Victoria, B.C.-based writer Esi Edugyan's third novel, Washington Black, follows an 11-year-old boy known as "Wash" who is enslaved on a Barbados sugar plantation. His master is Englishman Christopher Wilde, who is obsessed with developing a machine that can fly. When a man is killed, Wilde must choose between his family and saving Black's life — and the choice results in an epic adventure around the world for Wash. The novel is also currently shortlisted for the 2018 Man Booker Prize and Rogers Writers' Trust Fiction Prize. Edugyan won the Scotiabank Giller Prize in 2011 for Half-Blood Blues.
From the jury: "How often history asks us to underestimate those trapped there. This remarkable novel imagines what happens when a Black man escape history's inevitable clasp — in his case, in a hot air balloon no less. Washington Black, the hero of Esi Edugyan's novel is born in the 1800s in Barbados with a quick mind, curious eye and a yearning for adventure. In Black's vivid and complex world — as cruel empires begin to crumble and the frontiers of science open like astounding vistas — Edugyan has written a supremely engrossing novel about friendship and love and the way identity is sometimes a far more vital act of imagination than the age in which one lives."
The unnamed narrator of Sheila Heti's Motherhood spends the novel preoccupied with a single question: should she have children? Searching for a satisfying answer, whether it ultimately be 'yes' or 'no,' the narrator consults her partner, her family and her body, breaking down the philosophical underpinnings of motherhood. Heti has written eight books of fiction and nonfiction, including How Should a Person Be?, and lives in Toronto.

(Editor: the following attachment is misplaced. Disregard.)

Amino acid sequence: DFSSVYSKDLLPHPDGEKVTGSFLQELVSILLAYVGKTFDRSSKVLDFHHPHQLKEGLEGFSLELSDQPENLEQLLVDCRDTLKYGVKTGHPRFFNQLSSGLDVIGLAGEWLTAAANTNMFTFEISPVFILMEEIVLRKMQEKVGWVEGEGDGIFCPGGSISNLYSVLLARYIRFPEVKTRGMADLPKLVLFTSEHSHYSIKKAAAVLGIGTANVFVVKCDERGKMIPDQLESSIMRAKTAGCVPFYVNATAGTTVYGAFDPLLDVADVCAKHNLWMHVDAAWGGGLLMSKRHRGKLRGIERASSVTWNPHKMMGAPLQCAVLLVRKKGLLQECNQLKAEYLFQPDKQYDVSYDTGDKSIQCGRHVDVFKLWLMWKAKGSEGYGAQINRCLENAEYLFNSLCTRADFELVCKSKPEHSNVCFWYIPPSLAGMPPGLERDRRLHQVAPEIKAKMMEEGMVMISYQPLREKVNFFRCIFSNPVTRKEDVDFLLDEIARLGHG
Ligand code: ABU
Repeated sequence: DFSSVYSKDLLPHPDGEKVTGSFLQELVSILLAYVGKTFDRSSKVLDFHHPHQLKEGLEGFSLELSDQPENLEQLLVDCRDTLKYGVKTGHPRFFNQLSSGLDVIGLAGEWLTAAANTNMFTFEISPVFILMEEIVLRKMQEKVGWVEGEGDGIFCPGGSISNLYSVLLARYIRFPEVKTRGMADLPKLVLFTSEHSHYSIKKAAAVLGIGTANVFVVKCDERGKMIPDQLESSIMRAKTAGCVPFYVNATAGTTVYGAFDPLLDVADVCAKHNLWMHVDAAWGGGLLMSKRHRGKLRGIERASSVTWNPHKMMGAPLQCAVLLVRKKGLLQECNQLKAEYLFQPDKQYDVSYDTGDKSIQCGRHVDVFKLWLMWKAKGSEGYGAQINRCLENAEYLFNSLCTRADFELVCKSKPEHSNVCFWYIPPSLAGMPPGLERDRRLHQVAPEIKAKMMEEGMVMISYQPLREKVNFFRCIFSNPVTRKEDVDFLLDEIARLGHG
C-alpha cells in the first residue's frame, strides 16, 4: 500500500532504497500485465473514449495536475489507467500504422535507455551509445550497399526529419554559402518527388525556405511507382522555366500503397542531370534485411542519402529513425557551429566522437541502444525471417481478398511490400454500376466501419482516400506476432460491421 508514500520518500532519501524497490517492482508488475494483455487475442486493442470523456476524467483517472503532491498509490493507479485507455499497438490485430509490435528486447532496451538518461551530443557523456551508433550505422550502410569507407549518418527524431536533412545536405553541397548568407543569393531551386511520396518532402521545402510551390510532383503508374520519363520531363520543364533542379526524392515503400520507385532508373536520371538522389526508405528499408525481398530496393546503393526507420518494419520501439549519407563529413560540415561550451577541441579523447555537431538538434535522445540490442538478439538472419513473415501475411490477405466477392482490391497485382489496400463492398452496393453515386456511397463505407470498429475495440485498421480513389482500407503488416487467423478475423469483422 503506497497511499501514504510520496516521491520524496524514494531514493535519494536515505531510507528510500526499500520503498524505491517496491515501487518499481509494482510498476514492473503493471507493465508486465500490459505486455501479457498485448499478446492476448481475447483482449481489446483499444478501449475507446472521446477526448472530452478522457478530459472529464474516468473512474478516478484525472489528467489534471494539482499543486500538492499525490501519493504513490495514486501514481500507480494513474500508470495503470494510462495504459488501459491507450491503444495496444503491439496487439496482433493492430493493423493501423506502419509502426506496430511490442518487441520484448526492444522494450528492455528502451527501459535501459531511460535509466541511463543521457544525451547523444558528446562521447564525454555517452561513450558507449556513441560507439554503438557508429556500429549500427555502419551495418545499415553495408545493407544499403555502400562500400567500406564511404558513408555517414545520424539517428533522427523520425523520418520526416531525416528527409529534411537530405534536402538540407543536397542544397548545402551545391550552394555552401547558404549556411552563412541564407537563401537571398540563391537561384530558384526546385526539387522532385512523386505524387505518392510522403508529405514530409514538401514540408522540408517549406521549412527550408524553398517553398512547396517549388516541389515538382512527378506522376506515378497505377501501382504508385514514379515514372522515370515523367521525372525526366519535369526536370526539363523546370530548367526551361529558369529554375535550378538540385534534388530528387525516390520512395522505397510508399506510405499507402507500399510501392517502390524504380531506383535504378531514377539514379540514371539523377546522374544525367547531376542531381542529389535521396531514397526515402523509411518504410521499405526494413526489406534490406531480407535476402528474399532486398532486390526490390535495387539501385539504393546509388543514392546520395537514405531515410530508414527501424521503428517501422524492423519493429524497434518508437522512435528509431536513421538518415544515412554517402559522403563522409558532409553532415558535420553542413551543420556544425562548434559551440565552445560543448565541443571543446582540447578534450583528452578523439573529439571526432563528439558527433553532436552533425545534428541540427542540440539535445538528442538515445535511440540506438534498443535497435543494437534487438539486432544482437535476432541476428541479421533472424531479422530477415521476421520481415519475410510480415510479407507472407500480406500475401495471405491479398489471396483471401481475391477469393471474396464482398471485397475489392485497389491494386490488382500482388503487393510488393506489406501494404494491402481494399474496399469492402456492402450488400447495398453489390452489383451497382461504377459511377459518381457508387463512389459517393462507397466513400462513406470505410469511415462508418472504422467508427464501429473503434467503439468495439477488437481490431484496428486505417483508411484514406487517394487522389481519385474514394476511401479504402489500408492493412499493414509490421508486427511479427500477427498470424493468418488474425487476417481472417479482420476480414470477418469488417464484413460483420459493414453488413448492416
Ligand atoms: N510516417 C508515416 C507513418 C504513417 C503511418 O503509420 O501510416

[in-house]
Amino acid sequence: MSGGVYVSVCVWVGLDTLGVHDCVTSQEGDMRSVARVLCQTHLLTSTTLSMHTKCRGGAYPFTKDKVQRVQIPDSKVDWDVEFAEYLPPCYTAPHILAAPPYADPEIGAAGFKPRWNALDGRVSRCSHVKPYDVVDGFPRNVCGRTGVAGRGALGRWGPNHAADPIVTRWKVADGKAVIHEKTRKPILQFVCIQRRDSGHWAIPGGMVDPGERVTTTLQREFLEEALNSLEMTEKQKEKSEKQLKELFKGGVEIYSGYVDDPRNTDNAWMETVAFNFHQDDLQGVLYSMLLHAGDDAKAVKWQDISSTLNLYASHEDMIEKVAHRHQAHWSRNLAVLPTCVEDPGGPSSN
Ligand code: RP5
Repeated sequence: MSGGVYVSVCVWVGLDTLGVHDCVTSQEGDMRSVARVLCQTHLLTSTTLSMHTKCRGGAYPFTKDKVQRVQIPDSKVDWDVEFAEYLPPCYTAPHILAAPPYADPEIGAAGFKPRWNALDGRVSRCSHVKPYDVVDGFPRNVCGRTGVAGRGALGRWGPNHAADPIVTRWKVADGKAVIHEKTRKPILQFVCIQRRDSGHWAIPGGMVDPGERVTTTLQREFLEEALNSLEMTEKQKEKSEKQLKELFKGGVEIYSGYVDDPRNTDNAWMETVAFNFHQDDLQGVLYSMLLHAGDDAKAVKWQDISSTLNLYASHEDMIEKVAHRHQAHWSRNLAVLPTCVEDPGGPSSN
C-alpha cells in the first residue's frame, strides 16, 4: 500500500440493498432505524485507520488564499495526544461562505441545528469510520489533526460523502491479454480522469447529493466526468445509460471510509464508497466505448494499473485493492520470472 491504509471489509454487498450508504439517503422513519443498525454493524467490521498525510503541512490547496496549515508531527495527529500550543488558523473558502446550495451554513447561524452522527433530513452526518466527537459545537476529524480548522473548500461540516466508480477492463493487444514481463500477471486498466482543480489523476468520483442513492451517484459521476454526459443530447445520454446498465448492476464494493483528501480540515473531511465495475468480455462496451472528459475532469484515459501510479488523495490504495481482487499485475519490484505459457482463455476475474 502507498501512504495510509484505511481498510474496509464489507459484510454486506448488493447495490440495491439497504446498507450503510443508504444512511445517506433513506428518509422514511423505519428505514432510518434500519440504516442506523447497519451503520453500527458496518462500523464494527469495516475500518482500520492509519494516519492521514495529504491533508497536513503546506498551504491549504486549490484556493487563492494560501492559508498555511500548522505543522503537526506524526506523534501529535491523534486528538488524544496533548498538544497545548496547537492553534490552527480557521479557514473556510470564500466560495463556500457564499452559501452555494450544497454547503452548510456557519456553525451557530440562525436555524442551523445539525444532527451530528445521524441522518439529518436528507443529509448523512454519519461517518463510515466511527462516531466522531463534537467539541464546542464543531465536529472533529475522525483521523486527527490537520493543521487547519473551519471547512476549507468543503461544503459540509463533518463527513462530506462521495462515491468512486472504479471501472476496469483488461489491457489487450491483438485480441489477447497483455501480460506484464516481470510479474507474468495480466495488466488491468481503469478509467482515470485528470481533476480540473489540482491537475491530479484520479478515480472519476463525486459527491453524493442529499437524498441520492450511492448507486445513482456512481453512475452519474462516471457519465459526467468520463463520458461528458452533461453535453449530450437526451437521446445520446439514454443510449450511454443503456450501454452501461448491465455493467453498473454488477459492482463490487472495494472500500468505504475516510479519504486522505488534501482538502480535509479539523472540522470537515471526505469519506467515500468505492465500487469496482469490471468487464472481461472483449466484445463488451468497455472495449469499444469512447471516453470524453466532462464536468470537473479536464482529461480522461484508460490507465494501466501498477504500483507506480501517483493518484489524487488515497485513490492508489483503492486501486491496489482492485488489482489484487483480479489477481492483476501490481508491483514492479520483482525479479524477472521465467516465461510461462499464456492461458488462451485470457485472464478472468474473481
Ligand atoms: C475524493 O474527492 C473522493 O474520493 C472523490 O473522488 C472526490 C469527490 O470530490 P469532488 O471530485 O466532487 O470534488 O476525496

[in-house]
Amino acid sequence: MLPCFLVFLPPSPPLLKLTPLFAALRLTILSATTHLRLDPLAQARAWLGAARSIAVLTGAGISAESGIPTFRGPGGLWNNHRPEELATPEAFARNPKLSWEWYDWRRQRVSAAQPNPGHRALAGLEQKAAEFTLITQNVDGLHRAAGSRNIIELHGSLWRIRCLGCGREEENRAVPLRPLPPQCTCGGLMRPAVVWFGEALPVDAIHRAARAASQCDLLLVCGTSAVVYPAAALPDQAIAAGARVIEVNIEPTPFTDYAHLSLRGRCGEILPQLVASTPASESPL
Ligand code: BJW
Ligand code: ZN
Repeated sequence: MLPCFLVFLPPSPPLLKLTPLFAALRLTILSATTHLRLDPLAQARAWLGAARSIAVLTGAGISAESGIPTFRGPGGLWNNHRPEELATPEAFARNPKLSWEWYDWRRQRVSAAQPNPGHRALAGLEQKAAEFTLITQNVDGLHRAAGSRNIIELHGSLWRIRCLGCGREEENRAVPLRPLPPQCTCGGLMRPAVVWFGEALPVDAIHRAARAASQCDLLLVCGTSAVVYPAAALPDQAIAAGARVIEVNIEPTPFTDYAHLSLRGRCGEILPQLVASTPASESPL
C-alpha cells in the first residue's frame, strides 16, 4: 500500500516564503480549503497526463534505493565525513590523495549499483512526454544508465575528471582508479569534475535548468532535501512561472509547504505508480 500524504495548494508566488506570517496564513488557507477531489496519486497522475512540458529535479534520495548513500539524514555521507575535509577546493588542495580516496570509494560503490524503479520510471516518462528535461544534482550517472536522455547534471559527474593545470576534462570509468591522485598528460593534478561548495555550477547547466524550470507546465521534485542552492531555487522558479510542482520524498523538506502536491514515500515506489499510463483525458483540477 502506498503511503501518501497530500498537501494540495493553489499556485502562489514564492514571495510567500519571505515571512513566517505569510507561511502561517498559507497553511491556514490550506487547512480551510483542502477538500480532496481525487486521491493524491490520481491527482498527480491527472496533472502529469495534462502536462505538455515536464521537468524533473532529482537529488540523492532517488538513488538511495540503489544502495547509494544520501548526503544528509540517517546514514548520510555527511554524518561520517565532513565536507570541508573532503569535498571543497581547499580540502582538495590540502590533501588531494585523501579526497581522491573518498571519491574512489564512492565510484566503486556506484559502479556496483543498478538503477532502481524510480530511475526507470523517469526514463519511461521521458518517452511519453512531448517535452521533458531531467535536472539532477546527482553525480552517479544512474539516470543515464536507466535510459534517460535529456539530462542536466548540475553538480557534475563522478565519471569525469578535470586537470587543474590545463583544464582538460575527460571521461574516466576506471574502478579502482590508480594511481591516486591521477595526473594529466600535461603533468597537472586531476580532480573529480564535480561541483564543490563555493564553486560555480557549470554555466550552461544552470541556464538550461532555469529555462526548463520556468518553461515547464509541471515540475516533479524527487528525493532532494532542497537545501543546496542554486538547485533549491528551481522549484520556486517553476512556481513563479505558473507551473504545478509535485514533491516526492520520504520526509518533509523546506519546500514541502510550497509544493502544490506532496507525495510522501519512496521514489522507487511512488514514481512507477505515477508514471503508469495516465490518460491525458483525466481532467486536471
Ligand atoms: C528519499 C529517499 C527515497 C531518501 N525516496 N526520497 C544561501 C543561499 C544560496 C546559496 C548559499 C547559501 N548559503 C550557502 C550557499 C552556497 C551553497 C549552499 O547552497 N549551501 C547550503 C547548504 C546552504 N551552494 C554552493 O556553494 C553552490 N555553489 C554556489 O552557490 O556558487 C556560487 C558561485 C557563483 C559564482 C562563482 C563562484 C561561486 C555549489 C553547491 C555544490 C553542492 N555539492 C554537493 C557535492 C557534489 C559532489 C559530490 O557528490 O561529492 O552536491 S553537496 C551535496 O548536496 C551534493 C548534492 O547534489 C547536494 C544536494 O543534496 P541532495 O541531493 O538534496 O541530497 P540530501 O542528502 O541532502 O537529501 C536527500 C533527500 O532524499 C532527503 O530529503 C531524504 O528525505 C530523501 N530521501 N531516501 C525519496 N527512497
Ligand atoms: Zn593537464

From the jury: "A personal story, a feminist debate, a philosophical reflection on time, genealogy and Art — these are just some of the narrative strands that Sheila Heti weaves into Motherhood, a complex and defiant exploration of contemporary womanhood. As her narrator interrogates the spaces between motherhood and childlessness, other paths, emerge, including the possibilities of fiction itself. In her playful but precise prose, Heti turns interiority into an expansive landscape with life-altering implications for her narrator and anyone with an interest in the paradoxes of choice and the randomness of free will."
When a deadly flu rips through America, Polly Nader makes a drastic decision in order to save her partner Frank. A company called TimeRaiser agrees to pay for life-saving treatment if Polly time travels 12 years into the future, where she can be reunited with Frank and work as a bonded labourer. But Polly is accidentally sent 17 years into a future where Frank is nowhere to be found.
From the jury: "In An Ocean of Minutes, Thea Lim asks the reader to confront contemporary issues — social class, immigration, citizenship, corporate power, poverty and the all too familiar, love and loss. The novel is beautifully written and guides us through a plot that moves backwards and forward — yet, never lets us go."